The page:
- Five keys to a perfectly loaded car boot with Marie Kondo’s philosophy and SEAT engineering
- A few recommendations include preparing a check-list with everything you need, knowing what to leave behind and packing skilfully
- For safe travelling it’s important to secure everything inside the car and load the boot with the heaviest items on the bottom
- CORONAVIRUS NEWS: Confirmed cases of Covid-19 rise above 12.2 million worldwide
- CORONAVIRUS NEWS: "We are confident of a recovery, at least partially, during the second half of 2020.” - SEAT President
- CORONAVIRUS NEWS: "Flare-ups are to be expected as countries start to lift restrictions." - WHO DG
- CORONAVIRUS NEWS: Find daily news, feature stories, quotes and advice related to the outbreak of Covid-19
How to load the boot of your car for the holidays and keep your sanity
Release Date: 30 July 2018
Tips before starting out on a trip
Martorell, 01/08/2018.– Three suitcases, two inflatable beach lilos, a baby stroller, an umbrella and an endless number of toys for the children. This is the typical baggage a family loads into their car before going away for holiday. Getting everything ready can cause a lot of stress for some – nobody wants to forget anything behind and it’s important to make the best use of the available space. The KonMari MethodTM, created by Marie Kondo – a famous author of books about tidiness as a life philosophy – and SEAT engineering join forces to tackle this challenge. The following five recommendations will help you keep your sanity when packing:
1. Less is more: Knowing what to choose is the first step to making preparations prior to going on holidays according to Aline Lau, Europe’s first certified KonMari Consultant. Before setting out on holiday, one major problem is deciding what to take with us and what to leave at home. To solve this, a good method is to “make a list and visualise how we want our perfect holiday to be. This way we’ll only pack the things that are really going to be useful to us”, says the London-based expert.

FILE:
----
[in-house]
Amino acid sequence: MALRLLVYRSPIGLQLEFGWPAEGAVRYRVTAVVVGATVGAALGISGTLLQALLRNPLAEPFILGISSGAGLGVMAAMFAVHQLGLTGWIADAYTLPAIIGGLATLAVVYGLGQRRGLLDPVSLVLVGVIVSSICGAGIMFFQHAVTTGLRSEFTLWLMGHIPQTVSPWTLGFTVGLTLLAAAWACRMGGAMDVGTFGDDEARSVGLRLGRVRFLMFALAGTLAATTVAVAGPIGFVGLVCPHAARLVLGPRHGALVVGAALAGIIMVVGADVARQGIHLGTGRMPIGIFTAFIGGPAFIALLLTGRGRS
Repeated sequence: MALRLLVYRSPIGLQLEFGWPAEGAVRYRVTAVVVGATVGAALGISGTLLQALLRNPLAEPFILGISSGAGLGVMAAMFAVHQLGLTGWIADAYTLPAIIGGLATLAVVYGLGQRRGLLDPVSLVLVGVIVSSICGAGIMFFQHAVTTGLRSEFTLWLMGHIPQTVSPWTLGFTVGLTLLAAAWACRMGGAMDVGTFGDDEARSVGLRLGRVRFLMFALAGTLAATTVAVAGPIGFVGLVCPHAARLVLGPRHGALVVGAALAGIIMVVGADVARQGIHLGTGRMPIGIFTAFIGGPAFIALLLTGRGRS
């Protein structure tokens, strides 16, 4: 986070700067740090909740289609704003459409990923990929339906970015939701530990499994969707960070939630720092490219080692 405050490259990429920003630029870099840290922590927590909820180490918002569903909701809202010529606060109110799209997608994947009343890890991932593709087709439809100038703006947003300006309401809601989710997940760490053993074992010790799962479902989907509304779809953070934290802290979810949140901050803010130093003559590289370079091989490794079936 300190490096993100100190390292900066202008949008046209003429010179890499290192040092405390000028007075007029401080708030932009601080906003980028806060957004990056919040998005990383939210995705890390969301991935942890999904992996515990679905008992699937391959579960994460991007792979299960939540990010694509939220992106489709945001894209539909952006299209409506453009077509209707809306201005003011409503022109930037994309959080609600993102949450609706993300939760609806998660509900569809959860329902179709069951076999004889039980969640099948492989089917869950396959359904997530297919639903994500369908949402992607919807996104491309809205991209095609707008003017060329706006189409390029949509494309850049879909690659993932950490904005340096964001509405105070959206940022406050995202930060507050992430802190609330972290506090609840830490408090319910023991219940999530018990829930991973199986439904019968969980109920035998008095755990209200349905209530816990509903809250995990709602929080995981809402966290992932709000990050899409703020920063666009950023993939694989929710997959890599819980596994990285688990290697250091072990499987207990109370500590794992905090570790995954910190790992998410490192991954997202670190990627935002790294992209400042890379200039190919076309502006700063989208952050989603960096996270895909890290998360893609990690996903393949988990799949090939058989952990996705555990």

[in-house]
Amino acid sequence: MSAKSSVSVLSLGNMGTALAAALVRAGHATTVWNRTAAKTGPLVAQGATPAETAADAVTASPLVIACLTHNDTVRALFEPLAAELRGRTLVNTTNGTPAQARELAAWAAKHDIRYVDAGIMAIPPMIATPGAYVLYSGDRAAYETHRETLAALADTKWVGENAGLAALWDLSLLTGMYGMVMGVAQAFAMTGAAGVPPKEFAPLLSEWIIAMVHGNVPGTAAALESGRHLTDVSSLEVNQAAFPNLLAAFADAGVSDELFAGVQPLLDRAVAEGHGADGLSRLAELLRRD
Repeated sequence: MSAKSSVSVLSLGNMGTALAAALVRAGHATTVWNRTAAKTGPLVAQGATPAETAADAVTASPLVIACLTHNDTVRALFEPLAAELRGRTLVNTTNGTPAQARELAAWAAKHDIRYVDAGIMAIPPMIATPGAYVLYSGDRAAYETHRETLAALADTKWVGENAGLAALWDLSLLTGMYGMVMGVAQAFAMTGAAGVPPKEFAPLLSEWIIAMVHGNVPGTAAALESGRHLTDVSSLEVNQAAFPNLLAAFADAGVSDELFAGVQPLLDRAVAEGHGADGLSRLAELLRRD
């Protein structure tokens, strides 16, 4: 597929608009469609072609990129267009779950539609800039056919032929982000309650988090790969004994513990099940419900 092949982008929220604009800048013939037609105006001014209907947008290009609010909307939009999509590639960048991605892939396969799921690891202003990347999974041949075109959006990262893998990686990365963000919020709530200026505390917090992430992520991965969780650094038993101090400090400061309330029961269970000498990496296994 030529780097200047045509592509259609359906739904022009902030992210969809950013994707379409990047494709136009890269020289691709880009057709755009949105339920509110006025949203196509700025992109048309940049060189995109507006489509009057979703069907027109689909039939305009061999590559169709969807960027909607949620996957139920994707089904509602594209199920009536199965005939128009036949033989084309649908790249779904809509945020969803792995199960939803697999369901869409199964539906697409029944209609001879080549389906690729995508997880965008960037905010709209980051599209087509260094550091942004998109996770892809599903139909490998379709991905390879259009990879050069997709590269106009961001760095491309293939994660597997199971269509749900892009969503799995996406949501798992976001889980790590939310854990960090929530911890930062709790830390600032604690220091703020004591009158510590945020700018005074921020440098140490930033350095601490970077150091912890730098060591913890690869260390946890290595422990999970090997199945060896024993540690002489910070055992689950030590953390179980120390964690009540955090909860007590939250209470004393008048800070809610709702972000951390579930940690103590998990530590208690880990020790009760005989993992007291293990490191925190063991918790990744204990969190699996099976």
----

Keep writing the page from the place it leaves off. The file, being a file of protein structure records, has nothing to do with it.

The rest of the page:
2. Sort by categories: Subdividing the items you have finally decided to take with you into categories is a good way to organise everything easily and efficiently. “Sorting groups of items into categories such as clothing, accessories, children’s toys or first-aid kit enables us to take on the challenge step by step more easily”, the expert adds. One example is to place the toys and neatly folded beach accessories in the same compartment, taking advantage of unused space.
3. Clothing, rolled up and placed vertically: Packing suitcases and getting everything to fit is often like a game of Tetris. In order to maximise the space you should “roll up each article of clothing and place them vertically, as they take up less space and you can easily see everything at once”, she recommends. In addition, it creates “a relaxing visual effect”, she adds.
4. Make the most of the interior of the car: Keeping everything in its place isn’t just a philosophy, a lot of engineering goes into it as well. “When we begin planning a model, our priority is to design the highest loading capacity to take advantage of every nook and cranny”, explains SEAT engineer Jordi Mora. Every car’s compartments are useful for storing the most necessary items, such as tissues or drinks, so they’re always handy. But remember, for safety reasons you should never leave things lying around loose inside the passenger compartment, on the seats or on the rear parcel shelf.
5. In the boot, last in – first out: The first thing to consider when placing baggage in the car is to take advantage of the under floor compartment on models such as the SEAT Arona. Remember to put the things you need to take out first in the most accessible place. And it’s always more practical to keep the handles on top so they’re easier to remove. When placing the suitcases, the heaviest ones should always go at the bottom and as far back as possible, says SEAT Passive Safety engineer Javier Delgado. “If we don’t place things correctly or securely, a slam on the brakes or a sudden manoeuvre could cause them to shift or fly forward and jeopardise safety”, he explains, as “when driving at 100 km/h, if we brake suddenly, a package weighing 30 kg turns into a 90 kg projectile, multiplying its weight by three”.
07 Jul 2020